There’s been a distinct shift in online poker during the last couple of years that has seen poker rooms gradually phase out various software tools and corner-cutting aids with a view to levelling the playing field so that recreational players – without whom this special ecology would not exist – can continue to enjoy the game without feeling at a constant disadvantage.

Personally – and at the risk of angering fellow poker players used to letting technology do much of their work for them – I think this is a good thing. Online poker in particular should be an all-inclusive game. Many people around the globe simply can’t go to actual casinos and bricks & mortar poker rooms for one reason or another; we’re all accessing this fantastic game via the internet, whether that’s playing while laying on your sofa in Manchester or sunbathing on a beach in Malaysia.

In order to make sure that the playing conditions are the same for everyone, so that at least during the time spent at the virtual tables we all feel equal, efforts have been made to strip the game back down to basics, with number-crunching, data-collecting software being increasingly less welcome. Just to be clear – I’m not against this kind of software or tools that help in analysis and putting how we play under a microscope or, indeed, anything that can help players improve their game.

But there’s an important distinction to be made here between whatever we choose to use away from the game, and the kind of tools that allow us to side-step some of the core, fundamental skills one would expect good players to have honed along the way to becoming good players. Making accurate decisions, consistently, based on an understanding of a whole myriad of concepts and strategies, often under pressure and within what can be a restrictive allocation of time, is what makes poker the complex, skill-based game that it is. Having software running while we play that not only collects and collates the information we should be striving to monitor, but also does all the calculations for us takes away so much of what we ourselves should be responsible for.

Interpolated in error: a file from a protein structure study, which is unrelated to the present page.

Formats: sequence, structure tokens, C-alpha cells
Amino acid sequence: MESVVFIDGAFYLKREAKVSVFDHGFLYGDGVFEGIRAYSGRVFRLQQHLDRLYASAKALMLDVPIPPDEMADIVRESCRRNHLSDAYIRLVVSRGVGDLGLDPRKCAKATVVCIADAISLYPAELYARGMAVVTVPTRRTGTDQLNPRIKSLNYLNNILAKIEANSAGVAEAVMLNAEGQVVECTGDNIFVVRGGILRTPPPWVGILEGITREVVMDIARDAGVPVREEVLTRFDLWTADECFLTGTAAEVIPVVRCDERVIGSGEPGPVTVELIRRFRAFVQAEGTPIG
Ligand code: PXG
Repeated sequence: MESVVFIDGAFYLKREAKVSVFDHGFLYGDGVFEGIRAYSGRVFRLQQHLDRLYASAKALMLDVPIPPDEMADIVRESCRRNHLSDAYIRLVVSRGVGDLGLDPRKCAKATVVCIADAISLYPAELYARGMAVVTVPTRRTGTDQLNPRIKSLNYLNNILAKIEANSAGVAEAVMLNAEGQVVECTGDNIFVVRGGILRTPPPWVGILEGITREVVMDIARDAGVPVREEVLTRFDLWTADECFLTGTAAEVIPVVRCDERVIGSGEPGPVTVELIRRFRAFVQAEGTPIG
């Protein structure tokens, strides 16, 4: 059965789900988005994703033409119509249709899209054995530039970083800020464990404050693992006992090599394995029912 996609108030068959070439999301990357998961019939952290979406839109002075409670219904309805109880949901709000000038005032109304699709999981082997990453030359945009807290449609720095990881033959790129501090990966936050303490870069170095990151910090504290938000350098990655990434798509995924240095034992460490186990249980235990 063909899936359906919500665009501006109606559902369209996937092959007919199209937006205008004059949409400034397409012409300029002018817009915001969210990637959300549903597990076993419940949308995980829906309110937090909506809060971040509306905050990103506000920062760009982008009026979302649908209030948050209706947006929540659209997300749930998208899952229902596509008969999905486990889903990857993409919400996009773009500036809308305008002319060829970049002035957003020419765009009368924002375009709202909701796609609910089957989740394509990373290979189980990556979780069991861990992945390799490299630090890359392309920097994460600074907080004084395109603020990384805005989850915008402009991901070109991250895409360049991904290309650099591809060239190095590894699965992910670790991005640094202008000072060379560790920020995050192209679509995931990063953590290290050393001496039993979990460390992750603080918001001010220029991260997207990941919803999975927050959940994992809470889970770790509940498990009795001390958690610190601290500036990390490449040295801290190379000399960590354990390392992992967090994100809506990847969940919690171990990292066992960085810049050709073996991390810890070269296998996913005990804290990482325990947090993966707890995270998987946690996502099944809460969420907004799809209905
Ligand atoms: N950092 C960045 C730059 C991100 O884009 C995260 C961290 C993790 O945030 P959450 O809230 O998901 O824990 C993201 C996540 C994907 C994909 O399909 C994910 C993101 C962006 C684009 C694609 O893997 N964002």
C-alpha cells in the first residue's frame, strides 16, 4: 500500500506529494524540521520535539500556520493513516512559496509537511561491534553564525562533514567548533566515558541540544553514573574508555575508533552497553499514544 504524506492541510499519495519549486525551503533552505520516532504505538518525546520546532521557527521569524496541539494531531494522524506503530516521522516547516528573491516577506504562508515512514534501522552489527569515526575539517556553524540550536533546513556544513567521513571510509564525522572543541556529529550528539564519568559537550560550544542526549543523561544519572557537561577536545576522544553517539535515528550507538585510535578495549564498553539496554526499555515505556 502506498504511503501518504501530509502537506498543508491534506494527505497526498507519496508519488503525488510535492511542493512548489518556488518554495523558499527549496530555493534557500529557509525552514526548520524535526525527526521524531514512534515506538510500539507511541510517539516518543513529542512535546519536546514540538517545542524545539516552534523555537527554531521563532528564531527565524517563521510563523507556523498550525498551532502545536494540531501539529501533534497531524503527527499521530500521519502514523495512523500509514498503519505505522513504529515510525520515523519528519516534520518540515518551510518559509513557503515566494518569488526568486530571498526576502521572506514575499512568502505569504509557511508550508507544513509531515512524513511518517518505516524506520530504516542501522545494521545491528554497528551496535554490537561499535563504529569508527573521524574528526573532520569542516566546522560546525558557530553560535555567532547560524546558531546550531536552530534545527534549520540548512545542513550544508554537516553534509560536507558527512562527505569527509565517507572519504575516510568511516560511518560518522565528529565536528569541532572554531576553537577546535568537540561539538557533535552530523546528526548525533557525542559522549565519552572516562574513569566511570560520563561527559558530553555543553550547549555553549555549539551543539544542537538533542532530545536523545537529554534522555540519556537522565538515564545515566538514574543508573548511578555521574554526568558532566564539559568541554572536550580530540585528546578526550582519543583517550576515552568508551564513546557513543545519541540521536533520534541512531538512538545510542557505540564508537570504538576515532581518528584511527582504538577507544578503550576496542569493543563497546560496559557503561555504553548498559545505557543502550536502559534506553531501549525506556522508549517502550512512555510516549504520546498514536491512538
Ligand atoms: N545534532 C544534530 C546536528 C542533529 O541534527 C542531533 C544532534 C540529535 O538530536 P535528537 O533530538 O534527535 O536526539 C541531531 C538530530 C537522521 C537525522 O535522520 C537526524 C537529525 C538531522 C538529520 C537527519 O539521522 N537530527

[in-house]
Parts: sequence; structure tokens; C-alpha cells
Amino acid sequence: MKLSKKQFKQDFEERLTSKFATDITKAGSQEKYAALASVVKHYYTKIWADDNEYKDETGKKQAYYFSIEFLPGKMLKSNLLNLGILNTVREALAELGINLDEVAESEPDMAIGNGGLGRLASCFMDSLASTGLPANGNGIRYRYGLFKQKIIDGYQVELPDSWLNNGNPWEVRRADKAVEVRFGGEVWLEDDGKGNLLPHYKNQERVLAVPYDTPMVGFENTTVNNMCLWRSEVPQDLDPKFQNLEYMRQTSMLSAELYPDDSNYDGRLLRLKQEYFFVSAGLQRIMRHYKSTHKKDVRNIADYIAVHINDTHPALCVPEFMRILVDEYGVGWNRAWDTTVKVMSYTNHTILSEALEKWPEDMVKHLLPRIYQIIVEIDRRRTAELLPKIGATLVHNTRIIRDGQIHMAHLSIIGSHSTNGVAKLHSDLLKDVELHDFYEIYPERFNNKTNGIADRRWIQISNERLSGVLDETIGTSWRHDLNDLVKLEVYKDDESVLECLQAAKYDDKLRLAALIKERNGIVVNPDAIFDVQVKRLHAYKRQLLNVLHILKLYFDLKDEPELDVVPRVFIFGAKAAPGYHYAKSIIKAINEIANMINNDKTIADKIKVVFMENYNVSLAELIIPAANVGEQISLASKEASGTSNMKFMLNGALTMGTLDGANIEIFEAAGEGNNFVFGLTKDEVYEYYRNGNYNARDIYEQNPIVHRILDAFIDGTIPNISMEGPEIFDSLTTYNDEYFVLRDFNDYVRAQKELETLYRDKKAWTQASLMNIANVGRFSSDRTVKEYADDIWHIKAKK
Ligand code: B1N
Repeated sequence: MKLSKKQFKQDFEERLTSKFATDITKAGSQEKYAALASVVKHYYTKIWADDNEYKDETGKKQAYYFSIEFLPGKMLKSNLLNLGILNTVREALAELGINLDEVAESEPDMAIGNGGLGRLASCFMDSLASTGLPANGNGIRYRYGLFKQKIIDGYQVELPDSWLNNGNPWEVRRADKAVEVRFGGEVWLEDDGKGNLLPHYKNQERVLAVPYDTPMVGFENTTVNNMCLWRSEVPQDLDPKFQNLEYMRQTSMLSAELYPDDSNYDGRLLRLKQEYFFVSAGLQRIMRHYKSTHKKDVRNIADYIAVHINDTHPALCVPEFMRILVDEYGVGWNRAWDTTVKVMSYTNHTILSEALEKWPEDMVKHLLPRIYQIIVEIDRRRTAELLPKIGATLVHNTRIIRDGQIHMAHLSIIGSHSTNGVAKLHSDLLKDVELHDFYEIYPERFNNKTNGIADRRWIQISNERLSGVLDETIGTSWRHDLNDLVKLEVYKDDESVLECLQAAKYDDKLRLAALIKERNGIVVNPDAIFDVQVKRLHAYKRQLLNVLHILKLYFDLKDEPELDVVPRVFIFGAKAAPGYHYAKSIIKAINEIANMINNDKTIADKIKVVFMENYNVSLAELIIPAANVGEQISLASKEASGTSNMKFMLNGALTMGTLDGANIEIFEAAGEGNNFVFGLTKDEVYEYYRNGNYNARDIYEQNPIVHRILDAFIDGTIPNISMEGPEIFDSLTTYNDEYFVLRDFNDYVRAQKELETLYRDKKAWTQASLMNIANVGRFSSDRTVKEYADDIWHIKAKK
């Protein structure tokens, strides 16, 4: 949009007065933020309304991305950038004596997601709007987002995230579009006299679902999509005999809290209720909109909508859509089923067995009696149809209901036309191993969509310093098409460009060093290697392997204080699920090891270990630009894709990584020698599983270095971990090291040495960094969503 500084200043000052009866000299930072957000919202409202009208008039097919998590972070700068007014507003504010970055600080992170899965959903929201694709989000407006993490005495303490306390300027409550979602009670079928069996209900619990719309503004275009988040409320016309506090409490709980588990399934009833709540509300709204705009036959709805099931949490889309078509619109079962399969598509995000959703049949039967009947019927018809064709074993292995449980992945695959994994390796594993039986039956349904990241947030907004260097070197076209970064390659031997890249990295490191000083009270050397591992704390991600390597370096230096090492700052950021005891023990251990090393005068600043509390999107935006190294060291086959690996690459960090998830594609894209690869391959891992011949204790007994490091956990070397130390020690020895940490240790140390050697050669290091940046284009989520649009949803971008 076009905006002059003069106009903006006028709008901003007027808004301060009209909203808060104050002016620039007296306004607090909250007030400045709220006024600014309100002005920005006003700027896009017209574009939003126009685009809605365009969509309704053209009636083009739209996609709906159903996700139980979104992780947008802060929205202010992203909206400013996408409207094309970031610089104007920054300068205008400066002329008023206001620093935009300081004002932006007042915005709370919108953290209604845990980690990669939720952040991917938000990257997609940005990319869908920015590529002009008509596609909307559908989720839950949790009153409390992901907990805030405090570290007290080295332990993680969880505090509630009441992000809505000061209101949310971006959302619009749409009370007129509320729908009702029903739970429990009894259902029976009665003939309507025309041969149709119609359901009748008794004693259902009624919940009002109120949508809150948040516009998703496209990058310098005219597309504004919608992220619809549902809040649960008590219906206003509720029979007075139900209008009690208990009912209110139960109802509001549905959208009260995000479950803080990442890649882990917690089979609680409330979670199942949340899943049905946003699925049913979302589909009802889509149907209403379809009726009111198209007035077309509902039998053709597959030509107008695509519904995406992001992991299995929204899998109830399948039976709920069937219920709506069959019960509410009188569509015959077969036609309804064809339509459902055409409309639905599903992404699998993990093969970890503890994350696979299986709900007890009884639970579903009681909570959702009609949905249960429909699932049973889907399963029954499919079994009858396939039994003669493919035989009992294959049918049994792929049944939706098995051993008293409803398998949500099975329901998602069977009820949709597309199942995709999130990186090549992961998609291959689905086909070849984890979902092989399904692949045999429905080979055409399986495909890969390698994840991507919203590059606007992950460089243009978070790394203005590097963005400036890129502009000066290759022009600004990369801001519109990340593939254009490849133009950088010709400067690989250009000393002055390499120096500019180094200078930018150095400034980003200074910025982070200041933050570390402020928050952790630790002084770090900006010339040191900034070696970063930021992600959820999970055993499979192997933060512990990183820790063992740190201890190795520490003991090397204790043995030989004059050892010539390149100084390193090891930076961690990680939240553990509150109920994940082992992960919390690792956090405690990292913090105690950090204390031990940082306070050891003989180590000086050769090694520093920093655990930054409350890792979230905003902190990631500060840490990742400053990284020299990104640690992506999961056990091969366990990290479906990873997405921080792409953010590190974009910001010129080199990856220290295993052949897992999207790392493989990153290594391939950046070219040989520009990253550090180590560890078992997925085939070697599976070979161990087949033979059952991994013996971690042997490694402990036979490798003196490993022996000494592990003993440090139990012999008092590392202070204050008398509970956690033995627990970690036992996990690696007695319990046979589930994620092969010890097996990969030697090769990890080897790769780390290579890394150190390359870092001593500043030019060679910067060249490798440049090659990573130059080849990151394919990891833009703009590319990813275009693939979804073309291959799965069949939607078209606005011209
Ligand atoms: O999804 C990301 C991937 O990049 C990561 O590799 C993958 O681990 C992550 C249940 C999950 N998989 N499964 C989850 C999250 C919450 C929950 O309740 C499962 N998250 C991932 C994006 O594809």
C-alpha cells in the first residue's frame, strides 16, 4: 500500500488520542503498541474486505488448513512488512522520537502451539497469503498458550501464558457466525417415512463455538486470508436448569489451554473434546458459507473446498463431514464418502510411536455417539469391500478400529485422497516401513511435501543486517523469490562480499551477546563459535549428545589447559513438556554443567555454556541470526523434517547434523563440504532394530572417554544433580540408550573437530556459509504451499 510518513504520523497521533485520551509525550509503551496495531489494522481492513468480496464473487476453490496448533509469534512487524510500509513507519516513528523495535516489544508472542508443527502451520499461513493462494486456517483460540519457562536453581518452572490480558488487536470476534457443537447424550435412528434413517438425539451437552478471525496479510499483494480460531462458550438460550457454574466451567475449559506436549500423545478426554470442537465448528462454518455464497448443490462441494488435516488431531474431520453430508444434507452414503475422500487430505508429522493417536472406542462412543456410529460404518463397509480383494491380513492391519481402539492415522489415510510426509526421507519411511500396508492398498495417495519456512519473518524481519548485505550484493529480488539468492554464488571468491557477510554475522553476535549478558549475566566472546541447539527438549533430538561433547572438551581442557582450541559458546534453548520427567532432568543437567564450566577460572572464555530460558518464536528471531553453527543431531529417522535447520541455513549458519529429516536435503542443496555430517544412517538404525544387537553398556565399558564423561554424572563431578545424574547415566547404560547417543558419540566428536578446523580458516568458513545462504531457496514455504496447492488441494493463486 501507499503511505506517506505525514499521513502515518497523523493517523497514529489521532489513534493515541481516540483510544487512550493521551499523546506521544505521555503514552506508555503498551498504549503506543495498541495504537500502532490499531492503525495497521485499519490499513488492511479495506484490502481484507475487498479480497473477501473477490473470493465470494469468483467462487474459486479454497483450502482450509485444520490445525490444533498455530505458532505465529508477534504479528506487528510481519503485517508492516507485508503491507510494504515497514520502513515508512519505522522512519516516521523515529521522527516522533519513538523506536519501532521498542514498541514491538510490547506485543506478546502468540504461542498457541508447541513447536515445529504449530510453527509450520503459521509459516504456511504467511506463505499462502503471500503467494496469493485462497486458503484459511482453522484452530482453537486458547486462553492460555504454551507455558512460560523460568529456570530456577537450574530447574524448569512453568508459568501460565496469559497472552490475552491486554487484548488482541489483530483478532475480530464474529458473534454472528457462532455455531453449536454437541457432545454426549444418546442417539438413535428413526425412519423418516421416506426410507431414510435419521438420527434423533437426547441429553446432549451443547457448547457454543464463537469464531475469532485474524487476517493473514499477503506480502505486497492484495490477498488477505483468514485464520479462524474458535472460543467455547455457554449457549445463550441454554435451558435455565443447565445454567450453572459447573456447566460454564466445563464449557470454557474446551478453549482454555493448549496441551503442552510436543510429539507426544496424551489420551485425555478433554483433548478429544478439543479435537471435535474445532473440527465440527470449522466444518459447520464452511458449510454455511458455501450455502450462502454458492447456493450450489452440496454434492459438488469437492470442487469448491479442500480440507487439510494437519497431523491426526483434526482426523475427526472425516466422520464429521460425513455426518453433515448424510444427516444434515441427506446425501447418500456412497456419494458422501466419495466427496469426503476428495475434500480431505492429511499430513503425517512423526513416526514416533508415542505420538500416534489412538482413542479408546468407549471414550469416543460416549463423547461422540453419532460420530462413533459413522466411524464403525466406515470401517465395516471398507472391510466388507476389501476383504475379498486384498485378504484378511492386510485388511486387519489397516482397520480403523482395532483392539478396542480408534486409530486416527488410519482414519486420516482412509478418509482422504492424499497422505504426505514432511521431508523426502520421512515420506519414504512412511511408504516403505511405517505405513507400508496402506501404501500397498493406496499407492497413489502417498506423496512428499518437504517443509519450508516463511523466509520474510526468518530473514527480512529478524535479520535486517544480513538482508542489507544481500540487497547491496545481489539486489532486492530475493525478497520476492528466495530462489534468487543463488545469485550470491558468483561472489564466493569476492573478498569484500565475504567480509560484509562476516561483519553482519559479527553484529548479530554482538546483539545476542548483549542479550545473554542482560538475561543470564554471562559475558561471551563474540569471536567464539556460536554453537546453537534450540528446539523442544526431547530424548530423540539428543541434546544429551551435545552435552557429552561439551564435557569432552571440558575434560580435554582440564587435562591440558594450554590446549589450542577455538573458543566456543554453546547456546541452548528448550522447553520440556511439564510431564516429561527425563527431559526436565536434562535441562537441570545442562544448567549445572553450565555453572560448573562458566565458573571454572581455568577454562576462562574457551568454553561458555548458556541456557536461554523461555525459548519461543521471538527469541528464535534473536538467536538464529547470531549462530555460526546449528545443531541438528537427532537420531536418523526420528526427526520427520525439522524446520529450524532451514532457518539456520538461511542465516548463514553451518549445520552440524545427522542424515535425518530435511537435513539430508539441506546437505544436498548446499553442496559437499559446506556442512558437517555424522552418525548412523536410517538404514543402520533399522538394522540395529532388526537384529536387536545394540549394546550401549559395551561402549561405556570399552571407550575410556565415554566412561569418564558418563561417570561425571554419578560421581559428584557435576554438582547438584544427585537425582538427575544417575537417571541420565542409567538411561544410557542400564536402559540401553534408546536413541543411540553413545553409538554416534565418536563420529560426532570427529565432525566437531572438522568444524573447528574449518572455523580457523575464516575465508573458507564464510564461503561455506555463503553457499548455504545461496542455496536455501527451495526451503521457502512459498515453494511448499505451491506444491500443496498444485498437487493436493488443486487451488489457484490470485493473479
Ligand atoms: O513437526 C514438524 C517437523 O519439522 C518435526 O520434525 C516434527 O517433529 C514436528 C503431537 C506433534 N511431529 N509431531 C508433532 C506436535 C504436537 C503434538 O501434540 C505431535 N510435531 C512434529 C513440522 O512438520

A ‘modern’ poker pro from a generation used to gadgets and time-saving tools likens at-the-table ‘in-running’ poker tools to golf caddies, who are a massive help to pro golfers in that they walk the course, arm themselves with key and potentially crucial information – distances, specific course characteristics such as hidden undulations of this or that green, areas to avoid and even the ever-changing weather and the implications it can have – to an extent that would be practically impossible for players to avail themselves of as they play. While this is indeed a pretty good analogy, it’s important to note that, in a typical professional golf tournament, all the players have such a companion from whom to get advice when contemplating what action to take. The playing field in terms of resources is indeed a shared and very level one, with nobody having an unfair edge and nobody being at a disadvantage because they have insufficient access to either equipment or outside help.

The same cannot be said, however, of online poker where, were we to randomly take a couple of hundred players from around the globe, we would find a much varied group of people from all walks of life, with much differing financial, cultural, social and practical circumstances. To expect everyone to be able to afford – never mind have the time to devote to learning how to use – such tools is unrealistic and unreasonable, which is why we’ve seen a noticeable sea-change of late.

My admittedly purist suggestion that poker software runs the risk of lessening the need to actually learn and get acquainted with all sorts of aspects of poker notwithstanding, constructing an environment ‘in-house’ that gives all players the same real-time resources is a different matter entirely. And it is in this area that our partner online poker room, GGPoker, deserves great credit. Their Smart HUD is available – for free – to every single customer, affording players the facility to keep track of opponents, use data and detailed statistics to better arm themselves as well as to learn about their own game. Whether it’s Tournaments or Cash Games, players are all given the same resources – some will use them more than others, but the playing field is a level one!

Incidentally, the subject of this article might have been the overall welcome shift to giving all players the same opportunities to help themselves at the tables, but if you choose to not put in the effort at other times, then there is no excuse when others continue to get the better of you. Poker is a game of skill and, as such, the rewards for those who are most committed are over time considerably greater than those who are not…



AngusD switched from pro chess to poker two decades ago and has been professionally involved in the game on numerous levels since the very beginning of online poker, including playing as a poker ambassador both online and at major festivals around the globe. He has written much about the game over the years, and brings to YPD a wealth of experience in all aspects of the poker industry. Meanwhile, his many years on the pro chess circuit (he’s an International Master and prolific author) afford him an interesting perspective on the psychology of poker.

· Published 23.07.2021 · last updated 23.07.2021